"That's not a knife"

Disk cloning to a smaller disk

No Gravatar

Switching out the disk of a laptop (and maintaining the computer as-is) requires cloning – and in some cases it makes sense to clone to a smaller disk.

Yes: Family holidays for this geek, start out with a line of family members lining up with their devices that they need me to help with/fix/improve. Mother-in-laws Thinkpad was getting slow.

The problem is not as much the ThinkPad as the disk delivered with it. Being a Mac-person who has been riding the SSD-wave for ages, it is an excruciating pain to help her out; Starting a browser takes 15 seconds – doing anything takes 15 seconds or more. Recently I’d help father-in-law switching out his HDD for an SSD and got his Windows 10 boot time down from 12 minutes to somewhere between 6 and 15 seconds.

Of course it was me who recommended them their almost matching Thinkpads (nice and all with an OK load of RAM and I5 gen. 8 processors). I just never thought through, that I was also the one to perform the family tech-support. SSD has fallen drastically in price over the last years, so it has not been a bad deal for them to wait for the switch to SSD’s. I am just happy that i did not have to work on these machines for the last couple of years. Anyway – the switch to SSD was approved on her laptop, and for the second time, Clonezilla came to my rescue.

Hardware first

So – to clone a disk, you need a source disk (in the laptop) and a target disk (connected somehow). The somehow is an adapter with a USB connection in one end, and a SATA disk port in the other end. They come in all shapes and sizes. I got the ICY BOX Sata Single slot docking station. It’s OK fast and using that, I can both access my old 3.5″ disk – as well as any 2.5″ SATA laptop disk I have lying around tugged away in boxes. So the process is:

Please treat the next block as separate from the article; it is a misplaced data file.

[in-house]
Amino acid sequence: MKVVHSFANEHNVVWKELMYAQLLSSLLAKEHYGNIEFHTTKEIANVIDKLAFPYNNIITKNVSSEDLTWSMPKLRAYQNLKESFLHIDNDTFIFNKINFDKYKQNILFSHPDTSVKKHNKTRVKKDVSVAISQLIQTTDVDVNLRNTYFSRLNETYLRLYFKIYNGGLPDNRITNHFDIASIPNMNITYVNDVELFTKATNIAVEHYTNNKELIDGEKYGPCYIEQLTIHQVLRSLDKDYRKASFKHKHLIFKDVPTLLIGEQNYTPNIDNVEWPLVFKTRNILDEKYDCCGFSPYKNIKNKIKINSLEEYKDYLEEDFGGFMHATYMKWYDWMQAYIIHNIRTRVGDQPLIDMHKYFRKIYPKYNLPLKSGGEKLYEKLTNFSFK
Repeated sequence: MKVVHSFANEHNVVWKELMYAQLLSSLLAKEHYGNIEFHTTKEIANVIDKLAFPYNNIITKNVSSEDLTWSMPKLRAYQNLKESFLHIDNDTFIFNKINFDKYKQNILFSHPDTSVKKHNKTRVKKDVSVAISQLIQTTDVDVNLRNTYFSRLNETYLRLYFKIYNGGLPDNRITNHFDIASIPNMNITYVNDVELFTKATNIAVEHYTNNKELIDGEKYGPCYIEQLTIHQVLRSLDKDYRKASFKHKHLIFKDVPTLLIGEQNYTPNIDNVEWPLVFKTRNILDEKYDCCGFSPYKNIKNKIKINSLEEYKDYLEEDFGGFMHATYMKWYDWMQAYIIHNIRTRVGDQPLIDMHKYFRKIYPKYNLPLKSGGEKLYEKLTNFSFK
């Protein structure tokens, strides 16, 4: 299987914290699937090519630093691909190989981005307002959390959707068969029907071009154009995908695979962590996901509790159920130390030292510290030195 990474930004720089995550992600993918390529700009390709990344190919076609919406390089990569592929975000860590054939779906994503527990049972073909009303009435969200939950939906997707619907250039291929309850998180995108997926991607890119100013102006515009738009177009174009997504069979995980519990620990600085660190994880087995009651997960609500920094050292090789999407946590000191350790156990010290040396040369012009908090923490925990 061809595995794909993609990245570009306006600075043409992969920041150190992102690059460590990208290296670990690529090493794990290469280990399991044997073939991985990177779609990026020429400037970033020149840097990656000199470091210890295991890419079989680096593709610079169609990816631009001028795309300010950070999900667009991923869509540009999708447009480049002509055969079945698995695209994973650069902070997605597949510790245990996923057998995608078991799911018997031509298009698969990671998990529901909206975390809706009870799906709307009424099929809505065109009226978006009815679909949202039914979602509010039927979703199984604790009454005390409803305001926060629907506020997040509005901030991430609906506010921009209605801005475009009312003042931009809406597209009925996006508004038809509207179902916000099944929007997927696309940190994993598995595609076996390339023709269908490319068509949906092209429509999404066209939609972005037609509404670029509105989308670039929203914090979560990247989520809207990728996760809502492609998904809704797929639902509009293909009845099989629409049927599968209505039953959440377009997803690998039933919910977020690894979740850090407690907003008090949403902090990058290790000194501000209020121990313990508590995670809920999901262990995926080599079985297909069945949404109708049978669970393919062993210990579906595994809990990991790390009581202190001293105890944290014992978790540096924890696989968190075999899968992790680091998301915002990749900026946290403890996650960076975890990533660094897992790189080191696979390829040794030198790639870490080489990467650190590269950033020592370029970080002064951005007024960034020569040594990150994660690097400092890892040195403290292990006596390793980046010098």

1. Get Clonezilla and “burn” it onto a USB stick
  2. Clone internal HDD to SSD in docking station
  3. Switch out HDD for SSD

Clonezilla to USB

The thing is, you can’t just copy a disk that is actively running your operating system (Windows 10). It just won’t end well. So to do a succesful cloning you need to boot and run off of something that is not your source disk and not your target disk. Find a spare USB stick that can be wiped which is at least 300 MB in size – it’s probably hard finding one smaller these days.

Clonezilla is quite simple to install from any operating system. I went with the manual way (B) described here. As long as you remember to NEVER run makeboot off of your source drive, you should be good to go.

Cloning to a smaller disk

Because mother-in-law is using up 50 GB of her 500 GB disk after 3 years of use, we chose to go with a Kingston 480GB SSD – a very fair deal at ~USD 58. She will NEVER need all that space. If you choose – and fairly so – to clone your disk to a smaller size SSD you need to know that running Clonezilla with the default settings in beginner-mode is not enough. My first attempt did not allow me to perform the clone to a smaller disk. If that is what you need to do, check out this article; You may need to resize your primary partition on your source disk, so the total size of all your partitions on the source disk does not exceed the size of your target drive. You will also need to go into expert mode of Clonezilla and perform some serious witchcraft checking of checkmarks (see which ones in the article) to make Clonezilla not do a size check before starting the clone process.

Fast cloning

Clonezilla is light-weight and with a USB 3 port and docking station I saw transfer speeds around 5-7 GB per second. With a few checks and all, the total cloning process took maybe 5-10 minutes.

Switch the disks

Now I have a copy of my HDD on my SSD on my desk. Last step: Switch the internal HDD for the SSD. On older Thinkpads, you could unscrew some screws and yank the disk bay out through the side of the chassis. As in sort of an Apple dick-move, this is no longer an option. Not that big of a deal though; This article explains how to enter the internals of the T480 and switch out memory or hard drive. Not having a guitar pick handy, I used this safe “knife” my children got for eating.

My guess is anything not metal will do for gently opening the snaps on the back plastic plate of the Thinkpad.

Published by

Jens Ulrik

Developer of full stack stuff. Database performance specialist. Husband. Dad. Puppy owner.